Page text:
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The Vatican Necropoles: Rome’s City of the Dead

The Vatican Necropoles: Rome’s City of the Dead

By Paolo Liverani and Giandomenico Spinola (Monumenta Vaticana Selecta). Pp. 352, figs. 292. Brepols, Turnhout  2010.  €95. ISBN 978-2-503-53578-4 (cloth).

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The entire 44 ha (110 acres) of the present Vatican City lies within a vast area once used as burial grounds for ancient Rome. This sprawling zone, within which the Holy See is located, yields burials wherever excavations penetrate the earth. Every location where construction has been undertaken in this large portion of modern Rome, such as the recent Metro extension to Cipro, pierces some part of this enormous necropolis. Liverani and Spinola have produced an impressive volume offering a visual review of the mortuary archaeology from within the area that now is the Vatican, from the earliest recorded accounts up to recent excavations. This work vastly expands on the authors’ earlier treatment of the subject. Its inclusion as one of the English-language versions of the Monumenta Vaticana Selecta series, which began with a study of the Sistine Chapel and includes a gorgeous work on the Vatican gardens, indicates the audience for which it is intended. In Italy, there is an impressive market for superbly illustrated studies of every aspect of culture, including archaeology. This volume provides, in English, an excellent summary of the results of extensive excavations at several locations in the Vatican portion of this huge mortuary zone, each exposure generally identified as if it were a separate necropolis. Beginning with a chapter on the topography of this area, the authors then provide three long chapters describing funeral rituals, the materials recovered, and the architecture of the tombs. The closing chapter addresses the important matter of conserving the materials recovered as well as the exposed ruins.

Following a very brief introduction by Buranelli, former director general of the Vatican Museums (2002–2007), the authors examine the “Topographic Setting” (11–22). A plan of the entire Vatican City (10) opens a review of the history of this complex and dense zone within the larger mortuary region. The limited indications of the various excavations on this plan are not well linked to the data in the text. The second chapter, “Rituals: Anthropological and Religious” (23–40) summarizes literary sources relating to funerary matters. The excavations of these tombs reveal the gradual shift from cremation burial in the first century C.E. (26–7) to inhumation, the dominant rite of the third century (24). The authors cite Tibullus (ca. 55 B.C.E.–ca. 19 C.E.) for his comments on the cremation process of his era, including the gathering and washing of the ossilegium, the bones remaining after the burning. Only careful inspection can determine if burned bones found in a tomb were washed in antiquity or simply scooped up from the ustrinum along with ash and charcoal from the pyre and poured into a burial container. These processes are described by Becker, Turfa, and Algee (Human Remains from Etruscan and Italic Tomb Groups in the University of Pennsylvania Museum [Rome 2009] 48). Cremated remains can be remarkably durable. Skilled excavators can identify small heaps of cremated bone within a tomb as indicating the locations of perishable containers used as burial urns. Liverani and Spinola recognize that marble urns reflect the use of upscale versions of perishable prototypes in wood, wicker, and leather that were used by the less wealthy (35).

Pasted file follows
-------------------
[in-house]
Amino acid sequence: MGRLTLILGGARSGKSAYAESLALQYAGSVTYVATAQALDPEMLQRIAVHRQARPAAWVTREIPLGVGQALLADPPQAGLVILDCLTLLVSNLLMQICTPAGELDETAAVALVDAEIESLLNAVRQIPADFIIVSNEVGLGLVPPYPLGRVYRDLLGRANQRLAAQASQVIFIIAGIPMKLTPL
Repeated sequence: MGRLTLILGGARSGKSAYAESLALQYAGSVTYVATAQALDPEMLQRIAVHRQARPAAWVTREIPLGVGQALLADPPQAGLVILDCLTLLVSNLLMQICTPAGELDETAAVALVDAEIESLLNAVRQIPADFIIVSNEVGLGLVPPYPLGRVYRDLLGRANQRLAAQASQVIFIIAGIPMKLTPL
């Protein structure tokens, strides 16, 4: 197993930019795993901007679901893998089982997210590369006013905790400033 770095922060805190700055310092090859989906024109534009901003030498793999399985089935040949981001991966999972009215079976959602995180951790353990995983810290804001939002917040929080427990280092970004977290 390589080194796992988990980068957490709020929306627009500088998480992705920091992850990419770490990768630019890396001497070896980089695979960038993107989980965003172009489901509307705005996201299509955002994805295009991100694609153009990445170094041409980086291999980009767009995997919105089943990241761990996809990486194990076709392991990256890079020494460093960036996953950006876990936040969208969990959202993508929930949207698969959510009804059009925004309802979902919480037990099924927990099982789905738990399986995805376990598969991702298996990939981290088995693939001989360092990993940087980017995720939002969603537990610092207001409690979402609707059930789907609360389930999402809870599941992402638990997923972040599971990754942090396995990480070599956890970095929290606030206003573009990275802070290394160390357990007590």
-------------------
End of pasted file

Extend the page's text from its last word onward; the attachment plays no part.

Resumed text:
Liverani and Spinola attempt to confirm textual sources through the use of archaeological data, a traditional but limited view of the process of archaeological interpretation. The analysis of human remains and of other organic and inorganic materials is not included here. The recent Santa Rosa excavations at the Vatican may be subjected to more modern analytical techniques. Of course, osteological and other related data is not available from the old records. Among the numerous illustrations from the Vatican excavations are a few pictures of impressive objects recovered from other sites. Figures of these non-Vatican items (e.g., 222, 262–63) are identified by Roman numerals, such as the marble funerary container in the shape of a basket (fig. V), to distinguish them from the plethora of Vatican finds published in this volume.

After providing a general background to mortuary archaeology, Liverani and Spinola devote two long chapters to illustrating the principal investigations of the Vatican necropolis. Chapter 3, “The Necropolis Under St. Peter’s Basilica” (40–139) focuses on a row of impressive tombs, which are shown in plan and in an elevation view (40). An enlarged and much more complete plan of the western end of this area appears later (53). The many impressive tombs that lie directly below St. Peter’s reveal the earlier history of this specific location as having been associated with an upscale burial zone. Numerous details of these major monumentum (55), as the authors identify the mortuary buildings, are impressively presented; frescoes, mosaic floors, and other surviving features of these mortuary contexts handsomely fill the 100 pages devoted to them.